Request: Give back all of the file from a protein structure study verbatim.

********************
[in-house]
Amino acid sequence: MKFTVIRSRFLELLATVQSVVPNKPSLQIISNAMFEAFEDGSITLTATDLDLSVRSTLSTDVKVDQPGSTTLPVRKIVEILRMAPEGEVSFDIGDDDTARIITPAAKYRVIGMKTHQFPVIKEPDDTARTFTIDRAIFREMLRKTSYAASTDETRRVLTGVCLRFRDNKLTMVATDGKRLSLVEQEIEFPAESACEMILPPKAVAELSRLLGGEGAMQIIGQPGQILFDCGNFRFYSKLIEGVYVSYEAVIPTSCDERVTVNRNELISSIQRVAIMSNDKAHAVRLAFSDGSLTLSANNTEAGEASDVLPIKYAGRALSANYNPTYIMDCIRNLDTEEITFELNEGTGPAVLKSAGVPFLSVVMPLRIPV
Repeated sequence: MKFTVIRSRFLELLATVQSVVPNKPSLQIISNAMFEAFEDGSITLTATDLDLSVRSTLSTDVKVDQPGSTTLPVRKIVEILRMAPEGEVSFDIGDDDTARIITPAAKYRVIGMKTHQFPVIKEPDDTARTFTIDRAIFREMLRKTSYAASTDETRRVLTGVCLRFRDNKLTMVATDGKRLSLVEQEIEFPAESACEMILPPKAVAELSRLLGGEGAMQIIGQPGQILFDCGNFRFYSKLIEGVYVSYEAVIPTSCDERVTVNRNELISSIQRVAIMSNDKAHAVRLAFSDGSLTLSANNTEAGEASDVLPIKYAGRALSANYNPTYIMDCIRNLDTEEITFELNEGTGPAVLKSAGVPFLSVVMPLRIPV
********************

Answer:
[in-house]
Amino acid sequence: MKFTVIRSRFLELLATVQSVVPNKPSLQIISNAMFEAFEDGSITLTATDLDLSVRSTLSTDVKVDQPGSTTLPVRKIVEILRMAPEGEVSFDIGDDDTARIITPAAKYRVIGMKTHQFPVIKEPDDTARTFTIDRAIFREMLRKTSYAASTDETRRVLTGVCLRFRDNKLTMVATDGKRLSLVEQEIEFPAESACEMILPPKAVAELSRLLGGEGAMQIIGQPGQILFDCGNFRFYSKLIEGVYVSYEAVIPTSCDERVTVNRNELISSIQRVAIMSNDKAHAVRLAFSDGSLTLSANNTEAGEASDVLPIKYAGRALSANYNPTYIMDCIRNLDTEEITFELNEGTGPAVLKSAGVPFLSVVMPLRIPV
Repeated sequence: MKFTVIRSRFLELLATVQSVVPNKPSLQIISNAMFEAFEDGSITLTATDLDLSVRSTLSTDVKVDQPGSTTLPVRKIVEILRMAPEGEVSFDIGDDDTARIITPAAKYRVIGMKTHQFPVIKEPDDTARTFTIDRAIFREMLRKTSYAASTDETRRVLTGVCLRFRDNKLTMVATDGKRLSLVEQEIEFPAESACEMILPPKAVAELSRLLGGEGAMQIIGQPGQILFDCGNFRFYSKLIEGVYVSYEAVIPTSCDERVTVNRNELISSIQRVAIMSNDKAHAVRLAFSDGSLTLSANNTEAGEASDVLPIKYAGRALSANYNPTYIMDCIRNLDTEEITFELNEGTGPAVLKSAGVPFLSVVMPLRIPV